“If there was ever a sign from God, sending a pandemic while in the middle of making a big decision, that was it.”
Mueller broke the news to his people the only way possible, in person and face to face.
No one was taken by surprise.
“Employees already were braced for something to happen,” he said. “They knew the building was for sale, so they knew things were in jeopardy.”
So on March 17, a Tuesday, Mueller took to social media to break the news to customers.
“Today the governor forced restaurants to close their (dining) rooms,” he posted to Facebook. “Even if we tried to do curbside or take out, it just wouldn’t be enough to cover our expenses until this situation is resolved.”
The Mountain View name stays with the building, so it’s possible that with time, a small-town eatery could re-open.
It’ll just have to happen under new ownership.
“If we would have made it to April 1, it would have been nine years,” Mueller said.
Instead of celebrating an anniversary, a small businessman joined the swelling ranks of the unemployed. A couple dozen workers, too.
The coronavirus pandemic is taking a fearsome toll, and the situation grows more dire by the day.
Lives — and livelihoods — will be lost on an accelerating basis. Donald Mueller and the Mountain View Restaurant is but one.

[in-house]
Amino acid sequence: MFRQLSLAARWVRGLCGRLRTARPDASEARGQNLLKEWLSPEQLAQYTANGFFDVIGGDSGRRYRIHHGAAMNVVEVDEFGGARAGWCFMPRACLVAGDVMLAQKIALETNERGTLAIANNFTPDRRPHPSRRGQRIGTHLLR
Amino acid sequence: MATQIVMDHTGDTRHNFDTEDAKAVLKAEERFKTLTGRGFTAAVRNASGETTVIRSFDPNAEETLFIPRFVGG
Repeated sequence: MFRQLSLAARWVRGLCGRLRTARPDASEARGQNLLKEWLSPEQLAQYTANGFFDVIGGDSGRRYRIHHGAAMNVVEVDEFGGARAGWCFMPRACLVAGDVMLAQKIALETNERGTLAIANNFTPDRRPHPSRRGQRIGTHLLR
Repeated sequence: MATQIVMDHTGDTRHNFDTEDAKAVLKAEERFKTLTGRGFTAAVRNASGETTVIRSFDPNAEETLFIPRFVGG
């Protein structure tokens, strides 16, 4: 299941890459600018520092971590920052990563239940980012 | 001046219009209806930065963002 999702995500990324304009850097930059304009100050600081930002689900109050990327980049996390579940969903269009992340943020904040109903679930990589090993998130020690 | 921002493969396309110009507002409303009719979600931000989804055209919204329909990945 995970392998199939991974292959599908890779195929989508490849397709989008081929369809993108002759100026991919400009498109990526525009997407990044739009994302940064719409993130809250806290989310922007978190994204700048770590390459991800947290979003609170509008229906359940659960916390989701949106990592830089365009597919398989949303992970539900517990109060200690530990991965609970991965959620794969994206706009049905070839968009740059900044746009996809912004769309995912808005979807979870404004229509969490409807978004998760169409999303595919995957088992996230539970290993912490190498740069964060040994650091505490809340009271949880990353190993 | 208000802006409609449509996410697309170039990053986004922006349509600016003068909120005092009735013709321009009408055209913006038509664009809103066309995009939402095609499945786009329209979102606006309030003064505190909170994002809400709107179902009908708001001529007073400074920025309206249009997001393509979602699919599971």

Reports out Wednesday indicate that private sector job losses could reach 14 million by summer — Depression-era type stuff.
No place is safe, and no one is immune.
Help your neighbors and love your friends. We’re going to need each other.
N.C. State Treasurer Dale Folwell, who lives in Winston-Salem, says he has tested positive for the new coronavirus.
In a letter released Wednesday, Folwell said he had a cough that worsened over the past weekend and was tested on Monday on the advice of his doctor.
Folwell, 61, was told Tuesday night that he had tested positive for COVID-19, the disease caused by the new coronavirus.
“I have quarantined myself and will follow the advice of my physician as to when I will be medically cleared to return to the office,” Folwell said in a letter released to the public. “The staff at the Department of State Treasurer has been notified and, starting today, only those absolutely necessary for continuing business services will be in our building.”